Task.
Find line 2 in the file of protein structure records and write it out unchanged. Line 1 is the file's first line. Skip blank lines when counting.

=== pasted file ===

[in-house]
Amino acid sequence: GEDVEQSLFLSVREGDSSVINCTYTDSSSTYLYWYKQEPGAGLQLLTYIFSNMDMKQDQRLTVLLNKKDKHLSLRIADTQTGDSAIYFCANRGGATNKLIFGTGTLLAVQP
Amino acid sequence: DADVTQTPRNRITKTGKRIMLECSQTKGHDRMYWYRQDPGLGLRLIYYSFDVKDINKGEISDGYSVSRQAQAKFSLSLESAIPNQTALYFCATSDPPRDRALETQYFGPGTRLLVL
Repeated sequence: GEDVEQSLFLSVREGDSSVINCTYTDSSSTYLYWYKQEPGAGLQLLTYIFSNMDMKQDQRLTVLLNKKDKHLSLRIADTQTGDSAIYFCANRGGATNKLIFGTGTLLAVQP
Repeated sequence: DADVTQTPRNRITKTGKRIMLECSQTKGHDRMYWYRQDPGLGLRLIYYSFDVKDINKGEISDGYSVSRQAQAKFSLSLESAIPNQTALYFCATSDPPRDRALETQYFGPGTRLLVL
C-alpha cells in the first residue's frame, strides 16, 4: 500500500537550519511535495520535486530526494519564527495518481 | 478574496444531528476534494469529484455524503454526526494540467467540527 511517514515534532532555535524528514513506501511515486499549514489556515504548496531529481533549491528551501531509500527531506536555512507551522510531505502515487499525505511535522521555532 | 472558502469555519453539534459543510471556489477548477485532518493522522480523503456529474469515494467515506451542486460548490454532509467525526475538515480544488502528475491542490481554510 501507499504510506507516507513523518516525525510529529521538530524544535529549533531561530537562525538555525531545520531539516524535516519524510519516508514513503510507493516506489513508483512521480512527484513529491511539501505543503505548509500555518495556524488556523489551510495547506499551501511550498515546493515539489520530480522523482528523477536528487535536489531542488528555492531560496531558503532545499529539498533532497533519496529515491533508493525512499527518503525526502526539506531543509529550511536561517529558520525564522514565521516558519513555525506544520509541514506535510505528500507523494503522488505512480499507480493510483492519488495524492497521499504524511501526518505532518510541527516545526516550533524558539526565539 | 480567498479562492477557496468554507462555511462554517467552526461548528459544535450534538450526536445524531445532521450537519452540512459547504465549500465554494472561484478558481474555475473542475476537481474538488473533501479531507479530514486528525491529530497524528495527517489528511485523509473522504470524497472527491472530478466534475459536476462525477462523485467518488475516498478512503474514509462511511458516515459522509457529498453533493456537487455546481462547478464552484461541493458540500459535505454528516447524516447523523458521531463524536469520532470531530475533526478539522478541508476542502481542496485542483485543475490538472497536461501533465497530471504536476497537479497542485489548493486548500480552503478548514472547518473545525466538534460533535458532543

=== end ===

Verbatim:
Amino acid sequence: GEDVEQSLFLSVREGDSSVINCTYTDSSSTYLYWYKQEPGAGLQLLTYIFSNMDMKQDQRLTVLLNKKDKHLSLRIADTQTGDSAIYFCANRGGATNKLIFGTGTLLAVQP